Gandu (Hindi offensive term for anus), the brilliant, provocative, explicit Bengali rap film by Q (Kaushik Mukherjee), which got a full house at the Berlin Film Festival, is rewriting new Indian cinema.
The film has already won the grand jury award and the jury award (runner-up) at the South Asian International Film Festival in New York. Its Slamdance Film Festival screening got a glowing review from Variety magazine.
Says Q, “I am very happy to be at both Berlin and Slamdance. Slamdance is a prime independent cinema festival where G--- is seen as arthouse cinema, whereas Berlin is a major festival and mainstream. It reflects European and American acceptance of an Indian independent film.”
The film is about two no-hopers, G--- and Riksha (a rickshaw driver) in Kolkata, bonding over coke, hash, pornography and rap.
G---’s mother is the mistress of a creepy businessman — from whose wallet he steals money even as they are doing their thing next to it — and his rage finds expression in rap.
Variety’s John Anderson wrote, “A high-energy example of a rarefied genre, Bengali thrash-metal rap musical G--- grabs auds by the throat and gradually works its way down... G--- seems guaranteed to win over fans exhausted with the tried and true.”
No wonder Q, who is here in Berlin with his team, including cast Anubrata Basu, Joyraj Bhattacharya and Rii, executive producer Dipankar Chaki and editor Manas Mittal, celebrated by doing a gig at the after-party in a Kreuzberg bar.
There are three India-related films in the Berlin Film Festival’s Panorama section that highlights both arthouse and homosexual-themed films — Vishal Bhardwaj’s 7 Khoon Maaf, Q’s film, and Phillip Cox’s The Bengali Detective.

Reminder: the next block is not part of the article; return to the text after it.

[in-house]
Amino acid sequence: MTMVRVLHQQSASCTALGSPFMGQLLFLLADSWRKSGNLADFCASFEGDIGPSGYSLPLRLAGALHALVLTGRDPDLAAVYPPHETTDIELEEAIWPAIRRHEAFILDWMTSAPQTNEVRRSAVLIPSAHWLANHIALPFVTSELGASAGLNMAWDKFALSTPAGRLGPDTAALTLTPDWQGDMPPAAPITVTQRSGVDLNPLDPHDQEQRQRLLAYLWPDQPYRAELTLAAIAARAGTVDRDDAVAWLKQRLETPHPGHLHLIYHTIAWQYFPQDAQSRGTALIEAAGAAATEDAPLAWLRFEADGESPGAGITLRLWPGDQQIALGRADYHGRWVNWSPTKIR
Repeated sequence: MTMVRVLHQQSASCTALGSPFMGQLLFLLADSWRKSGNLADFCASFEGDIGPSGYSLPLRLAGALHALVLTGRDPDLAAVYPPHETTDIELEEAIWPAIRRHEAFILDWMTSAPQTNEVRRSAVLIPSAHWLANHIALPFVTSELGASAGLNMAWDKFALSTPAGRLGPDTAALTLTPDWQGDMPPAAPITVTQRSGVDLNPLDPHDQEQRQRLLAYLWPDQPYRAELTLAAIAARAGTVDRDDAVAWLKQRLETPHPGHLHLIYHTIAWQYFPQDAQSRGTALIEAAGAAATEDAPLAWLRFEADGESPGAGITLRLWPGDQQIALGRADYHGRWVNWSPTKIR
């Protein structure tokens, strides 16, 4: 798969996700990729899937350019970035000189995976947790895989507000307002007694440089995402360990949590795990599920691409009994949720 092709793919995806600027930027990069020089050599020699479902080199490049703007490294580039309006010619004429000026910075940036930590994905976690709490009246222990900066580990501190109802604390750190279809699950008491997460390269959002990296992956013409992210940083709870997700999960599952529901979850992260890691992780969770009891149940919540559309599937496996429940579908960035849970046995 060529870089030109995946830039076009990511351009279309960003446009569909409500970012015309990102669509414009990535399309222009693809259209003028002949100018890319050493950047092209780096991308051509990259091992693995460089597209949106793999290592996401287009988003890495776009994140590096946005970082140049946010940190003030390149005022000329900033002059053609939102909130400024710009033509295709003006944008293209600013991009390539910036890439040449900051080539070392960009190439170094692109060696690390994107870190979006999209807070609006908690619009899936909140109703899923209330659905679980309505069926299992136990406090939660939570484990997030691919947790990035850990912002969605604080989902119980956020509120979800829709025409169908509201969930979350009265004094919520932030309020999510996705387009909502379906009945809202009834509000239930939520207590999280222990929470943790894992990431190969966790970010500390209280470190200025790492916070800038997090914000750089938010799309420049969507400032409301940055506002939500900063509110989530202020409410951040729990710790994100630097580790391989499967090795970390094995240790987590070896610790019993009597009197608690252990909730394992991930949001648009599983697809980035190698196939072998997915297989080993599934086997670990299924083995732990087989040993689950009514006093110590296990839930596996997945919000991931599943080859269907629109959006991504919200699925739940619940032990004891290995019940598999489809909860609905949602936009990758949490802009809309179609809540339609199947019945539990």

Says Wieland Speck, Panorama section director, “7 Khoon Maaf is much more than a Bollywood film. I really liked G--- because it is the first time I’ve seen an Indian film talking back to us in our own language. Usually the Western audience looks for Indian films seeking exotica. While G--- is Indian in subject and context, the way it is shot and uses rap is Western in a way that is thrilling and exciting. And The Bengali Detective is a British documentary set in Kolkata that is unexpectedly very funny.”
G--- is something of an underground cult film without even being released. But it was screened at the Satyajit Ray Film and Television Institute (SRFTI) Kolkata. “I’m willing to test the censors now,” says Q.
The filmmaker's earlier work includes Tepantorer Maathe (In the Land of Nowhere), That Boy (a short film), and Bish and Love in India, an Indo-German co-produced documentary.
“In India, cinema has not crossed into the post-modern space. There are no reference points for such a film in India,” says Q. “It is a Dogma film [using naturalistic techniques].
"I was playing with the music band Five Little Indians, and we came up with this music. Then we thought, let’s have a film around this music. So the music was the starting point. It is entrenched in Bengali culture, but the language of the film is electronica, rap and cinema.
"They don’t know what to make of me in Kolkata, since it’s neither a Buddhadeb Dasgupta nor an Anjan Dutt kind of film.”
Meanwhile, Q’s mum is learning to mouth the name of his latest film without batting an eyelid, while uncles and aunts refer to it discreetly as “Achcha, that film of yours....”
Meenakshi Shedde is India consultant to the Berlin, Locarno and Amsterdam film festivals and curator to international festivals worldwide. She can be contacted at firstname.lastname@example.org